My Old Little House

For the past year and a half, I have not been able to go by the old apartment building I lived in for almost 40 years, finding it much too painful.

I take Park rather than Madison just to avoid my former block.

But today, I decided it was time to get over this, and look up at those familiar windows, like long lost friends I hadn’t seen.

The shades were still there, drawn as I’d left them as if any minute I’d appear.  I know they’ve stoped renting because they have plans for the noble girl that’s been standing proudly since 1899.

I’ll bet my thirty year-old bed is still there, and the top of my desk that sat so long over the two black file cabinets Anthony the grocer took.  I was told not to worry about emptying the apartment, so I left those things behind, along with beloved French doors I hope someone rescues, and a ceiling fan that whirled and whirled over that bed for decades.

I wept gazing up, but not in the way I expected.  It was more like visiting a grave of a loved one you still missed, but whose passing you’ve made peace with.

I stopped at Anthony’s after that who said, “Ya look like you’ve been cryin Susannah.  Are ya hungry?”

So Italian…at your worst moment, you’re given a ham and provolone sandwich with a pickle the size of, well, we won’t go there, asking how you take your tea.

Food, the cure for all things.

So I sat on a stool in the back, with a bowl of minestrone and a chunk of baguette, blowing my nose between bites, while Anthony dusted off cans of tomato paste he then stocked neatly on a bottom shelf.


About Susannah Bianchi

I'm just a girl who likes to write slightly on slant. I've had a career in fashion, dabbled in film and to be honest, I don't like talking about myself. Now my posts are another matter so I will let them speak for themselves. My eBooks, A New York Diary, Model Behavior: Friends For Life and Notes From A Working Cat can be found on Thanks.
This entry was posted in food, friendship, grace, Home, humanity, Love, New York City and tagged , , , . Bookmark the permalink.

22 Responses to My Old Little House

  1. It’s hard for me to go past my old house too. I loved it and did so much work. The new owners also made some renovations which are lovely but they took out some of my beloved trees. So painful.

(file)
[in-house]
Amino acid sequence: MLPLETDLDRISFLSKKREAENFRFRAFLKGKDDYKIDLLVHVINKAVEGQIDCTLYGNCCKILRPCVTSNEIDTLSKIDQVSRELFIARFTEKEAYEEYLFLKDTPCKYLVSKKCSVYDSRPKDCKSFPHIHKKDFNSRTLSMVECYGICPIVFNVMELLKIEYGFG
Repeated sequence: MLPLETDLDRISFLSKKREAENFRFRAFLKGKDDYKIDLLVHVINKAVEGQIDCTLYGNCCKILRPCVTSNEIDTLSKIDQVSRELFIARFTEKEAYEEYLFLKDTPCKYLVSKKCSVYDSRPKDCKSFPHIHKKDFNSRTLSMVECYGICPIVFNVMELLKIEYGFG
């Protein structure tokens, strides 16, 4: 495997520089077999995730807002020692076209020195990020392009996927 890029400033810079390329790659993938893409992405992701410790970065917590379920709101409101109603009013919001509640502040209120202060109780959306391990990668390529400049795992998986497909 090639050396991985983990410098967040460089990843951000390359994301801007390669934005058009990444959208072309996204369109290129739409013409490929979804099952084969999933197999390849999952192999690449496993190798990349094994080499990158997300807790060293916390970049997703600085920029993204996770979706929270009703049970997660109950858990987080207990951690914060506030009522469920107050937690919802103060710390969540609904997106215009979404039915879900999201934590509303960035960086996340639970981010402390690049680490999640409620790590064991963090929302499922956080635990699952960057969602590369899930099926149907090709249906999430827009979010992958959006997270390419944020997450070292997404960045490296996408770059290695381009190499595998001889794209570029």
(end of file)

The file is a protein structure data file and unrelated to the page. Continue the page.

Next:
Liked by 1 person

  2. I know what you mean. I hate looking at the house I grew up in on Google Maps street view, seeing how the new owners have changed it and–who are we kidding–ruined it. I’m just biased towards how it was, of course. It’s kind of like have a disk of memories slowly being overwritten by someone else. Kind of. 🙂

    Liked by 1 person

  3. I never thought to mourn the passing of a house or apartment. Each time we moved, the focus was forward. How could I mourn the summer roasting of our apartment in Queens? We were moving to a house that was surrounded by cool trees. Living in England was just a blip, and we were back on Long Island. Our last move was to NC, where I communicate more with the mountains than I ever did with the Sound. Maybe I would have cried at leaving the waterfalls John had installed in the front yard, but he promised we would have another. Last summer he and grandson Nathaniel built one themselves in the garden we see from the back porch. Perhaps the circumstances of leaving make a big difference. I’m sorry you were sad.

    Liked by 1 person

  4. gmg says:

    I know exactly how you feel. Separations are tough for me, too. I hope you can see how your giving nature is given back to you (this time by Anthony).

    Liked by 1 person

    • Anthony is very generous. His store is right across from my old place. When I was sick I’d call him, and the supplies would come, like the Italian Army, just with soup and ginger ale. We humans are creatures of habit. We want what we know. Sigh.


  5. micklively says:

    It’s just bricks and mortar, Susannah. You’ll always have the memories: no demolition derby can touch those.

    Liked by 1 person

  6. skinnyuz2b says:

    Susannah, the owners of a home we sold invited me in to see their renovations. The only room I cared about, my first-born’s baby room, was completely redone. This was the first room I ever got to design from carpet to walls, to built-in shelves. I learned it’s best not to revisit the old homes if there is any sort of attachment.
    We don’t realize how much of ourselves are invested in our surroundings.

    Liked by 1 person

  7. Many years ago my parents sold the house I grew up in. The one I was born in has been torn down, but I don’t remember it. I did not so much have trouble going by, but the new owners changed it a great deal and it had changed so on its own, so it didn’t look quite the same. I guess that made it easier, but, truth be told, I longed to visit where I had been, not where I am.


  8. 40 years is a long time to be in a place. Of course, there is an attachment, most relationships don’t last half of that time. I’m happy that you made your visit, had your cry, and ate your soup with good company. I also hope someone recognizes those french doors!!

    Liked by 1 person

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